Ultimately I want the body to heal better not just feel better.
Although the chap I saw this morning was feeling better after the treatment I want to help his back properly repair and recover from his chronic back pain, so that we create a sustainable improvement for him. It’s still early days but I’d expect his treatment will develop to include some low-back strengthening exercises to reduce his low back pain (by the way never so sit ups!) and exercises he can use when he’s at work if his back gets painful, stiff or achy.
He also has some general aches and pains in various muscles and joints because of his years roofing. The noisiest of those is his knee, which grinds and clicks a lot. I have diagnosed him with patellofemoral pain syndrome associated with arthritis of the knee. At the moment my main focus is his low back pain, but once that starts to settle, I’ll focus treatment to include his knee as well.
I’ve seen a lot of people with osteoarthritic knee pain in Eastbourne. Although Eastbourne is famous for our ageing population, osteoarthritis can affect people of various ages. Osteoarthritis is common and often ignored by a lot of people. In my experience people can tend to just put up with it.
With osteoarthritis, every individual’s treatment varies but I usually carry out a combination of hands on treatment, including knee and leg massage and knee joint mobilisation, combined with home exercise rehabilitation, advice about vitamins and sometimes ergonomic changes.
Over the last year I’ve increasingly used a form of support taping (like kinesiotape) which seems to be helping some people and is a cheap and simple solution. My colleague Dr Vicky White will also use acupuncture (western dry needling) if that’s helpful to manage her patient’s pain.
At our chiropractic clinic, we have a big team so it’s easy to personalise the individual’s treatment to suit them, rather than to suit what I can do. Treatment for osteoarthritis is always personalised to the individual and we work in conjunction with their GP’s core osteoarthritis treatments as well.
I caught up with Michaela Jezzard our nutritional therapist about some new plans she has for her nutritional therapy work at the clinic. She’s been doing more courses and studies focusing on detox systems, working on a very holistic basis considering energy-lines and chakras. She’s keen to offer this approach to people here in Eastbourne and surrounding areas, which would make her the only person in Sussex offering the specific approach.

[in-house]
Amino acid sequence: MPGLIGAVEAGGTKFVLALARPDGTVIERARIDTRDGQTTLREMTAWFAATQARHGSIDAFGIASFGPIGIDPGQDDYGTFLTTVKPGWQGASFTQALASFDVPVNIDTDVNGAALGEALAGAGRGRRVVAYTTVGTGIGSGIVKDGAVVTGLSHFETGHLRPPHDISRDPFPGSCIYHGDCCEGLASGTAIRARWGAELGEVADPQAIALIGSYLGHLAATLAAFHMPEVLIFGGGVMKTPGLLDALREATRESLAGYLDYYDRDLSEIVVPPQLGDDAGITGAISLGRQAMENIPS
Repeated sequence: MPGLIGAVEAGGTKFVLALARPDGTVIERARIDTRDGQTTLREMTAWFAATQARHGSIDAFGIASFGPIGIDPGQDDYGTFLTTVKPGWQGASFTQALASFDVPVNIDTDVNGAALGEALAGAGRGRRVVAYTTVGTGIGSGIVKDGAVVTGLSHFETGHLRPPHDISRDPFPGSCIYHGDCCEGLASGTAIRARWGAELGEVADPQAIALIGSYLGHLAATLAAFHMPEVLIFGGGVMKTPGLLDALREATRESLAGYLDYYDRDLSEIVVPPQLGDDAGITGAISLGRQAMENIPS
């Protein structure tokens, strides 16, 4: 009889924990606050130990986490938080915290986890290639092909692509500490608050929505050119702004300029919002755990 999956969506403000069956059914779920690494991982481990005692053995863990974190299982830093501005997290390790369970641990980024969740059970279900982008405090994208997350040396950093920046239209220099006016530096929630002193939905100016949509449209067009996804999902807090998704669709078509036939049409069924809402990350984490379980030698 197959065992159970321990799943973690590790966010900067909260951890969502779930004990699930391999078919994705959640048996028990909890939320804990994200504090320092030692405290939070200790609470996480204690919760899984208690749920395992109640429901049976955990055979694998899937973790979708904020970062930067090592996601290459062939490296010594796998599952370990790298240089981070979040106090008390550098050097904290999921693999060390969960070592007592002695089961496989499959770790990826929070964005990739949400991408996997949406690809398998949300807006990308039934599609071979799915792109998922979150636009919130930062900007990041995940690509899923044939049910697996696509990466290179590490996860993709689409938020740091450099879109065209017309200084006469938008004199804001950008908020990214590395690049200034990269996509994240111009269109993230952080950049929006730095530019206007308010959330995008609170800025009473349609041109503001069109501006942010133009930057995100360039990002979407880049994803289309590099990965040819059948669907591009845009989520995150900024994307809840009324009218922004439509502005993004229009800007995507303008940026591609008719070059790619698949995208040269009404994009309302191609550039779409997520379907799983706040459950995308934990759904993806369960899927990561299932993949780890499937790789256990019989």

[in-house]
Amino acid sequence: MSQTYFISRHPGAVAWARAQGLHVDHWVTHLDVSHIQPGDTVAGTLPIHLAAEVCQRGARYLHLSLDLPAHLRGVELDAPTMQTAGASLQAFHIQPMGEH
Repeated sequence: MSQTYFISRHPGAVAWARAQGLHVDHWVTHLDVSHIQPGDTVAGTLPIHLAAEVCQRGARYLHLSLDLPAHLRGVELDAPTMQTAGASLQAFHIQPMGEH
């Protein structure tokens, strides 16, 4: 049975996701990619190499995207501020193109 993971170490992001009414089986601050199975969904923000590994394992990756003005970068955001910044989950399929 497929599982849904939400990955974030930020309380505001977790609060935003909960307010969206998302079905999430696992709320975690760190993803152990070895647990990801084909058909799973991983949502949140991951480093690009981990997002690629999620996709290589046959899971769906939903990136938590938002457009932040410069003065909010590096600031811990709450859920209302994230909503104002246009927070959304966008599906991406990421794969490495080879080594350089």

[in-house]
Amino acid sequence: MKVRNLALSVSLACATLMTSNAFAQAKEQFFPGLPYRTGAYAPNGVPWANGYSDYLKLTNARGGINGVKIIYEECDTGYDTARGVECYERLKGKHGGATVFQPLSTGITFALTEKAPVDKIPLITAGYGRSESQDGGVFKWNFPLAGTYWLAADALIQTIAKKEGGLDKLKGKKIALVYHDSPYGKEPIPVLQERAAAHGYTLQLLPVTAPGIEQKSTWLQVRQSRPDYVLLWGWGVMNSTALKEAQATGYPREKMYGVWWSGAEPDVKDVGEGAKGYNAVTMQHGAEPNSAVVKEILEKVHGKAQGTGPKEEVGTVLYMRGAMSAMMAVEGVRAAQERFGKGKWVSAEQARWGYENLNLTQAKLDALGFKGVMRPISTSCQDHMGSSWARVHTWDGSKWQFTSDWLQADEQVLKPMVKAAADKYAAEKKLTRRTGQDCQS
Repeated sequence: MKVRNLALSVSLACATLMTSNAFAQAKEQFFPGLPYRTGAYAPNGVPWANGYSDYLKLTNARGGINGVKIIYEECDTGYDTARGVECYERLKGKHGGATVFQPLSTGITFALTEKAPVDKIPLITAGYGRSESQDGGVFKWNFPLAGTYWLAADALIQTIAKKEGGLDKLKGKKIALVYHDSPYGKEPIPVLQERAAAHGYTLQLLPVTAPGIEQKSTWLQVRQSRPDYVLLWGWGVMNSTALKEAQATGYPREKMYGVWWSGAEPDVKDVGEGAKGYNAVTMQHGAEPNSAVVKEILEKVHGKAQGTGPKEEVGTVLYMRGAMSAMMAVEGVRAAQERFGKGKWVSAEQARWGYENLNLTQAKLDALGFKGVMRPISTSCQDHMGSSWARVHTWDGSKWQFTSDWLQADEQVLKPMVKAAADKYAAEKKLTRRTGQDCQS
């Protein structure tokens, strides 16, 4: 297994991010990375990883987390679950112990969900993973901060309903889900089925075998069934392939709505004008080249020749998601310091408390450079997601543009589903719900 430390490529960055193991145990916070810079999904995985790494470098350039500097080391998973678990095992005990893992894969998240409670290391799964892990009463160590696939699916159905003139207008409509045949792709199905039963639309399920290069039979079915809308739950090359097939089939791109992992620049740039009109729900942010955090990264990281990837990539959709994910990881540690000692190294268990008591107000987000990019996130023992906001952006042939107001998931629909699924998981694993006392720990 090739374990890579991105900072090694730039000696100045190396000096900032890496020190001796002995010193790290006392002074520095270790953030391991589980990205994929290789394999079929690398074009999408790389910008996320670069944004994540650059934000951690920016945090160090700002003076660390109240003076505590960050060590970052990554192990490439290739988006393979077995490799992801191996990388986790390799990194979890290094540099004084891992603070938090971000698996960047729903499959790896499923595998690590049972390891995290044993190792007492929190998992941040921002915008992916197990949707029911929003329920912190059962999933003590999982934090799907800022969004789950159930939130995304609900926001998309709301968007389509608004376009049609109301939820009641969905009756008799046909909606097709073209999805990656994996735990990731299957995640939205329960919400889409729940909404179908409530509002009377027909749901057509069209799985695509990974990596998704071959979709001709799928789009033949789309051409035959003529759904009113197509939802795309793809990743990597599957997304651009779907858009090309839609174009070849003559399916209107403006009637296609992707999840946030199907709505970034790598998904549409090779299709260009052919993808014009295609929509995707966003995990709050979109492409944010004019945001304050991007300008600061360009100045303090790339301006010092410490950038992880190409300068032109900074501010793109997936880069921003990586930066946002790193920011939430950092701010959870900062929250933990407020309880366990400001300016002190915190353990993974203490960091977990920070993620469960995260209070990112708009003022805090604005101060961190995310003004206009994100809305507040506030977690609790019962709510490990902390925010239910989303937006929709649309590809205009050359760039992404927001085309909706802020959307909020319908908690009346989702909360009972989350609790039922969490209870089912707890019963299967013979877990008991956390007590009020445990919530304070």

Just seen mum for a treatment. What a privilege to help your own family.
She used to get some terrible neck pain, which can cause headaches and even shoulder pain too. Some morning’s mum couldn’t even lift her head off the pillow it was so sore. She is getting on really well with chiropractic and massage treatment and day-to-day life is much easier. She’s back to gardening, hobby craft, decorating and most appreciated of looking after the grandchildren!
Today mum’s chiropractic treatment focused on some general tension and difficulty relaxing she’s noticed recently. I worked on some of the muscles at the back of her head and eased the tension through the shoulders and neck. She left feeling much better and will see Andy Swan for a massage on Thursday, which will help too.
So it’s the end of a busy morning as a chiropractor.
I love to be busy and make a difference. I think that’s one of the things that has affected the way that I work. I am focussed on getting to the root of a problem and helping the body to work at its best, rather than simply managing symptoms.
I don’t want to just “rub it better” I want to work out a plan of treatment (chiropractic, massage, acupuncture or whatever is needed) to help the problem that the patient is suffering with health repair and recover, to “heal better, not just feel better”.
In a few minutes we’ll discuss cases with the massage team. I’ll catch up with Andy Swan, who’ll be seeing my mum on Thursday about what she needs and he’ll let me know how he’s getting on with the patient’s he saw last week.